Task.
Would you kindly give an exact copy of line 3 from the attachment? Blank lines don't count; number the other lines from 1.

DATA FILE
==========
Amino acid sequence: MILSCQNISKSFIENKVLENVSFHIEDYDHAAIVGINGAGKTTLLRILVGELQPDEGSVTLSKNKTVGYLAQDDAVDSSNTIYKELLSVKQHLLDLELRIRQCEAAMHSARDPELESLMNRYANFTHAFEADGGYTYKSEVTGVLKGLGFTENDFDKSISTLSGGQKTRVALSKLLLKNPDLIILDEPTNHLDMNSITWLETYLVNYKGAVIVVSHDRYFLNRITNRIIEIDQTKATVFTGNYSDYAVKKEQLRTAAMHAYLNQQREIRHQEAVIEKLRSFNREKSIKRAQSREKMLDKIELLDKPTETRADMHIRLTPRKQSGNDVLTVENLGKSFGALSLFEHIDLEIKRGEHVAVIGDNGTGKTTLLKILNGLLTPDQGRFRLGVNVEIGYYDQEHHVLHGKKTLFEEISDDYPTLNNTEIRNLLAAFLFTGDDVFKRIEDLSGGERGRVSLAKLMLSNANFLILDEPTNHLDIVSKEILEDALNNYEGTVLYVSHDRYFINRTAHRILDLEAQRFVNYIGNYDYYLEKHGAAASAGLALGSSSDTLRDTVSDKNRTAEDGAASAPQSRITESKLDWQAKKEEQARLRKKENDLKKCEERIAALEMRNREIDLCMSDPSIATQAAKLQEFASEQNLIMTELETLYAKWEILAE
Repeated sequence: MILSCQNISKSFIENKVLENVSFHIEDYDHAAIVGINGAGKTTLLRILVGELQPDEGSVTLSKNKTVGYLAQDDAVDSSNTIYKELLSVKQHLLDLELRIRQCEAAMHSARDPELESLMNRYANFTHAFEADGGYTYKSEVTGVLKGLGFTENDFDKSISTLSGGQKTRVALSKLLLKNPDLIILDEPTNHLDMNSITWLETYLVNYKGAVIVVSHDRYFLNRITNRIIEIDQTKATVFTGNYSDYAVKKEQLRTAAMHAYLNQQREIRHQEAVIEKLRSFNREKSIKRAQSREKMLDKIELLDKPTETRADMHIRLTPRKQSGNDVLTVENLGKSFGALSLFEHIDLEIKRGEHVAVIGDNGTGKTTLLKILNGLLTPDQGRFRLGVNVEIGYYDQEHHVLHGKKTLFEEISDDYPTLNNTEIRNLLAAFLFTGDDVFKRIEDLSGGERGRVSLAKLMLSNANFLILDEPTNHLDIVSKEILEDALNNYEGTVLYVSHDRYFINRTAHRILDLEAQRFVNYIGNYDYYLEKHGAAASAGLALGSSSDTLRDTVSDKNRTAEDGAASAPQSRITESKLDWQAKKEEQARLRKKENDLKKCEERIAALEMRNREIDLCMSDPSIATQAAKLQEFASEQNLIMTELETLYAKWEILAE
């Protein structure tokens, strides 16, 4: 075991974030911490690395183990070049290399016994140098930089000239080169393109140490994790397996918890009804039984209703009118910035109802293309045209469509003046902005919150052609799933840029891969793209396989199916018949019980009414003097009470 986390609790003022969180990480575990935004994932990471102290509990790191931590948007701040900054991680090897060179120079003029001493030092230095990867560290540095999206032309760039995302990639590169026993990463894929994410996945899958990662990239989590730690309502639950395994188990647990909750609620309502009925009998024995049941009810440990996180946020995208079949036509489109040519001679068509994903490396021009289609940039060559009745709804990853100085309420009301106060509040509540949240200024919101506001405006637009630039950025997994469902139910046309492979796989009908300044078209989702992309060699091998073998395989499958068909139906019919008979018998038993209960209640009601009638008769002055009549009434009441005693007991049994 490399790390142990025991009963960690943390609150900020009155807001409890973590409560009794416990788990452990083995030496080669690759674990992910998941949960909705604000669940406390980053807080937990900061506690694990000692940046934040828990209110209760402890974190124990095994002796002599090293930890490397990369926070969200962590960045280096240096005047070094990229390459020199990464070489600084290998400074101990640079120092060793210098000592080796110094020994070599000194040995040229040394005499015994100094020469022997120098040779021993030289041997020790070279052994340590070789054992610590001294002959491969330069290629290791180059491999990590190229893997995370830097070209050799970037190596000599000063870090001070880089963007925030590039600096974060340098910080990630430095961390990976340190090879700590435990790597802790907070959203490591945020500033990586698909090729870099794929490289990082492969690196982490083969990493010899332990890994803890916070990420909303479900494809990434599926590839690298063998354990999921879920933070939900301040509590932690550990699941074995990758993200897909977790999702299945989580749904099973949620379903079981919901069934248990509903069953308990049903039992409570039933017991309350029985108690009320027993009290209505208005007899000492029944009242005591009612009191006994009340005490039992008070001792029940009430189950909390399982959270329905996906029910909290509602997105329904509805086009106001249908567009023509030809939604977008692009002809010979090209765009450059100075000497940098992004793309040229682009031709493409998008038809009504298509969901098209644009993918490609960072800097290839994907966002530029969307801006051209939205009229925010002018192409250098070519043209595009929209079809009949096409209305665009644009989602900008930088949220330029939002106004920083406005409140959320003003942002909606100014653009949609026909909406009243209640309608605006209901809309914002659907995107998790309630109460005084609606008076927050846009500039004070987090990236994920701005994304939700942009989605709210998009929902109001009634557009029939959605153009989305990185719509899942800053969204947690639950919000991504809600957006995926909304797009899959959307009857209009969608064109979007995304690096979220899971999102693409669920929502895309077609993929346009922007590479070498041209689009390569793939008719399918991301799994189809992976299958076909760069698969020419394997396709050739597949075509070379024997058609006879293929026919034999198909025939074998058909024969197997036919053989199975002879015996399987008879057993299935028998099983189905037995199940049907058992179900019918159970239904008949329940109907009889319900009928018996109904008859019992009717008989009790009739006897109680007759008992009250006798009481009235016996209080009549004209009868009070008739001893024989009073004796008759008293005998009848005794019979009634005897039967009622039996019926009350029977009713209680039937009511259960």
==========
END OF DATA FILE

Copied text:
């Protein structure tokens, strides 16, 4: 075991974030911490690395183990070049290399016994140098930089000239080169393109140490994790397996918890009804039984209703009118910035109802293309045209469509003046902005919150052609799933840029891969793209396989199916018949019980009414003097009470 986390609790003022969180990480575990935004994932990471102290509990790191931590948007701040900054991680090897060179120079003029001493030092230095990867560290540095999206032309760039995302990639590169026993990463894929994410996945899958990662990239989590730690309502639950395994188990647990909750609620309502009925009998024995049941009810440990996180946020995208079949036509489109040519001679068509994903490396021009289609940039060559009745709804990853100085309420009301106060509040509540949240200024919101506001405006637009630039950025997994469902139910046309492979796989009908300044078209989702992309060699091998073998395989499958068909139906019919008979018998038993209960209640009601009638008769002055009549009434009441005693007991049994 490399790390142990025991009963960690943390609150900020009155807001409890973590409560009794416990788990452990083995030496080669690759674990992910998941949960909705604000669940406390980053807080937990900061506690694990000692940046934040828990209110209760402890974190124990095994002796002599090293930890490397990369926070969200962590960045280096240096005047070094990229390459020199990464070489600084290998400074101990640079120092060793210098000592080796110094020994070599000194040995040229040394005499015994100094020469022997120098040779021993030289041997020790070279052994340590070789054992610590001294002959491969330069290629290791180059491999990590190229893997995370830097070209050799970037190596000599000063870090001070880089963007925030590039600096974060340098910080990630430095961390990976340190090879700590435990790597802790907070959203490591945020500033990586698909090729870099794929490289990082492969690196982490083969990493010899332990890994803890916070990420909303479900494809990434599926590839690298063998354990999921879920933070939900301040509590932690550990699941074995990758993200897909977790999702299945989580749904099973949620379903079981919901069934248990509903069953308990049903039992409570039933017991309350029985108690009320027993009290209505208005007899000492029944009242005591009612009191006994009340005490039992008070001792029940009430189950909390399982959270329905996906029910909290509602997105329904509805086009106001249908567009023509030809939604977008692009002809010979090209765009450059100075000497940098992004793309040229682009031709493409998008038809009504298509969901098209644009993918490609960072800097290839994907966002530029969307801006051209939205009229925010002018192409250098070519043209595009929209079809009949096409209305665009644009989602900008930088949220330029939002106004920083406005409140959320003003942002909606100014653009949609026909909406009243209640309608605006209901809309914002659907995107998790309630109460005084609606008076927050846009500039004070987090990236994920701005994304939700942009989605709210998009929902109001009634557009029939959605153009989305990185719509899942800053969204947690639950919000991504809600957006995926909304797009899959959307009857209009969608064109979007995304690096979220899971999102693409669920929502895309077609993929346009922007590479070498041209689009390569793939008719399918991301799994189809992976299958076909760069698969020419394997396709050739597949075509070379024997058609006879293929026919034999198909025939074998058909024969197997036919053989199975002879015996399987008879057993299935028998099983189905037995199940049907058992179900019918159970239904008949329940109907009889319900009928018996109904008859019992009717008989009790009739006897109680007759008992009250006798009481009235016996209080009549004209009868009070008739001893024989009073004796008759008293005998009848005794019979009634005897039967009622039996019926009350029977009713209680039937009511259960």